Here, two case reports discussed early prosthodontic management (during initial healing period of the reconstructed mandible) of two patients who have undergone hemimandibulectomy treated with two different (removable & fixed) guide flange prosthesis. Fabrication procedure is discussed for each case.

Case report 1

A 50 year old female patient, chandaben came to the department of prosthodontia, Govt dental college and hospital, Ahmedabad with the chief complaint of difficulty in chewing. She was operated for surgical resection of right half of the mandible including ramus and angle of mandible before 3 months due to ameloblastoma. Post operative IMF was given for 1 month to reduce deviation of mandible.

On examination, she had deviation of mandible to the right side with limited mouth opening resulting in difficulty in speech and mastication. Left canine, Premolars and molars were present on contra lateral side of mandible & they were periodontally compromised with grade 2 mobility and grade 1 recession. Therefore it was decided to give a removable guide flange appliance with palatal ramp to the patient.

Fabrication procedure:

Maxillary and mandibular impressions were made with irreversible hydrocolloid impression material and casts were made from class 3 dental stone.

Both the casts were mounted according to maximum centric occlusion (as much as possible by patient) on articulator. [Figure 1]
Figure 1: upper and lower cast with maximum occlusion along with palatal plate

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Continuous circumferential clasp with 19 gauge wire was adapted on maxillary cast extending from left second molar to right second molar.

Maxillary palatal plate was made incorporating continuous circumferential clasp with auto-polymerized acrylic resin. It was finished and polished. [Figure 1]

From the left side of palatal plate, an extension of plate, palatal to the posterior teeth towards downward direction was made. It was called Palatal ramp and it had indentations of palatal contours of teeth and it was extended upto occlusal one third of mandibular teeth. [Figure 2],[Figure 3]
Figure 2: Palatal Ramp fabrication and final prosthesis

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Figure 3: Guide plate with palatal ramp in patient's mouth

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The guide flange was tried in patient's mouth and adjusted accordingly.

The palatal ramp will prevent the deviation of mandible to the surgical side. [Figure 4]
Figure 4: Pre operative deviation and Post operative with maximum intercuspation

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Post insertion instructions are given to the patient and recalled after 72 hours and then every 1 week for 1 month to evaluate strain, pain in TMJ and muscles, periodontal condition of teeth.

Case report 2

A 41 years old, Hindu male patient, Sataibhai came to the department of prosthodontia, Govt dental college and hospital, Ahmedabad with the chief complaint of difficulty in chewing. He had undergone surgical resection of left half of the mandible including ramus and angle of mandible before 2 months due to squamous cell carcinoma. IMF was not given.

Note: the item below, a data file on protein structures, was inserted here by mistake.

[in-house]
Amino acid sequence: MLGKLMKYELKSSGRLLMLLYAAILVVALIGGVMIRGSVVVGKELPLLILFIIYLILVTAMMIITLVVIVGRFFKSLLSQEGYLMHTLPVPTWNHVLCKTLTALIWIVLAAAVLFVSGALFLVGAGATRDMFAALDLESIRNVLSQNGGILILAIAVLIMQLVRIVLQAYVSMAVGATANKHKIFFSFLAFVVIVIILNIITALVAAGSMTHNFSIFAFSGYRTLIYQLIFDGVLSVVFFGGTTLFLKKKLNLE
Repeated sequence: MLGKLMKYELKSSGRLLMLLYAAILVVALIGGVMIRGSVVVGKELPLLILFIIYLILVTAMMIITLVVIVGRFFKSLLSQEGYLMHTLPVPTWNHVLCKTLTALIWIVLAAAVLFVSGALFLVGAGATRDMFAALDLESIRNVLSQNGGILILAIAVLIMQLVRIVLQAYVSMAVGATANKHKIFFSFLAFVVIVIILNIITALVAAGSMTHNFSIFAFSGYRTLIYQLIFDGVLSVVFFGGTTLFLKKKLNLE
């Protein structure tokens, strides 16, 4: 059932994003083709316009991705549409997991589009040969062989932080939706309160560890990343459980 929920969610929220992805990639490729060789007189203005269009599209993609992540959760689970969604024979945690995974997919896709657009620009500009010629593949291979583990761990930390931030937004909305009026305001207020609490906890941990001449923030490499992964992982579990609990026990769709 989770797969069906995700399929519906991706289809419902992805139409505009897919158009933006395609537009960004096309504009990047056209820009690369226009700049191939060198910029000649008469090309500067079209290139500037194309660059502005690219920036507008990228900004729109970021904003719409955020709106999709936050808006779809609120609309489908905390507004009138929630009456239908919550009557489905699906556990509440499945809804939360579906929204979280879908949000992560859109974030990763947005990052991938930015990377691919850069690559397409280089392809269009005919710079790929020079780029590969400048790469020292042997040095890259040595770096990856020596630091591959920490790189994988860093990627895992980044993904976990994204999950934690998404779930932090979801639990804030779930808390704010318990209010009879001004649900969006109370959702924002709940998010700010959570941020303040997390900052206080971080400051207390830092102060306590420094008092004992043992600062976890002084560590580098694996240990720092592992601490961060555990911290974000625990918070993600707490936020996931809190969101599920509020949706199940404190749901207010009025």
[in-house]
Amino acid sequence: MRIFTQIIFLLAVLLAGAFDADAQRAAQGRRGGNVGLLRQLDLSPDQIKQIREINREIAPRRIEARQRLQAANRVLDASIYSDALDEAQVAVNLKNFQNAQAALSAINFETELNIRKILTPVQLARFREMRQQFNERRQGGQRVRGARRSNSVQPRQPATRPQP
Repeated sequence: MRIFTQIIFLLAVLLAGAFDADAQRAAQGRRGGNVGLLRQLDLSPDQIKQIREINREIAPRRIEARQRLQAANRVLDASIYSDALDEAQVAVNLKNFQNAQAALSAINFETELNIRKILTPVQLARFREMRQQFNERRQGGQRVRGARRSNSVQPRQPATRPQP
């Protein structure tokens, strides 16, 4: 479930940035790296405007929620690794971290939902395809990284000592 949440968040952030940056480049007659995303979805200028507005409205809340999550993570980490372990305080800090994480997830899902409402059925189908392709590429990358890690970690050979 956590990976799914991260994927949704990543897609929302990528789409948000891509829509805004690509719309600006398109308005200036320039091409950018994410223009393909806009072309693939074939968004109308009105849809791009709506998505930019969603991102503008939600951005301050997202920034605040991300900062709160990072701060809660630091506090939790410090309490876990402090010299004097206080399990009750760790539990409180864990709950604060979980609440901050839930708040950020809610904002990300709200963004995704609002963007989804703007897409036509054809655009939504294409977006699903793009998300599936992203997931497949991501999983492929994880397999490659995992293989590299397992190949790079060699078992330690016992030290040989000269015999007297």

On examination, he had deviation of mandible to the left side with limited mouth opening resulting in difficulty in speech and mastication. [Figure 6] He had retained all the natural teeth on opposite side with good periodontal condition.
Figure 6: Pre and postoperative intraoral view

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Figure 7: Postoperative

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The patient was evaluated for fabrication of fixed guide flange prosthesis. Patient's mandible could be manually placed into centric occlusion without excessive force. So it was decided to give patient a fixed guiding flange appliance consisting of a molar band with a U loop cemented to mandibular molar as a part of early management.


  Fabrication Procedure: Top


Orthodontic tooth separators are placed around mesial and distal interdental space around mandibular molar for 48 hours to create interdental space for placement of Band. After separator removal, a band is adapted intraorally according to the contour of mandibular first molar and welded. After that Maxillary and segmental mandibular impressions with band are taken with irreversible hydrocolloid impression material, and casts are made with type 3 dental stone. So the resulting mandibular cast contains band in the cast. Articulate the maxillary and mandibular cast at maximum centric relation the patient can give with occlusal recording wax. A 1 mm thick and 5 cm long wrought wire is bended in the shape of U and incorporated with a tube of 10 mm in length at the base of the U, which freely rotates around the wire. [Figure 5] The height of the U loop is adjusted on mounting with band such that the tube will be placed horizontally at the level of buccal surface of maxillary posteriors when the teeth are in articulations. It is then soldered to the band. [Figure 4] A final adjustment of loop is done after trying the appliance on mandibular molar in patient's mouth depending on extent of deviation such that it guides the mandible into centric occlusion. After fitting and function of the appliance is confirmed with minimum strain on patient, it is cemented to proposed tooth. [Figure 6] Post cementation instructions are given to the patient.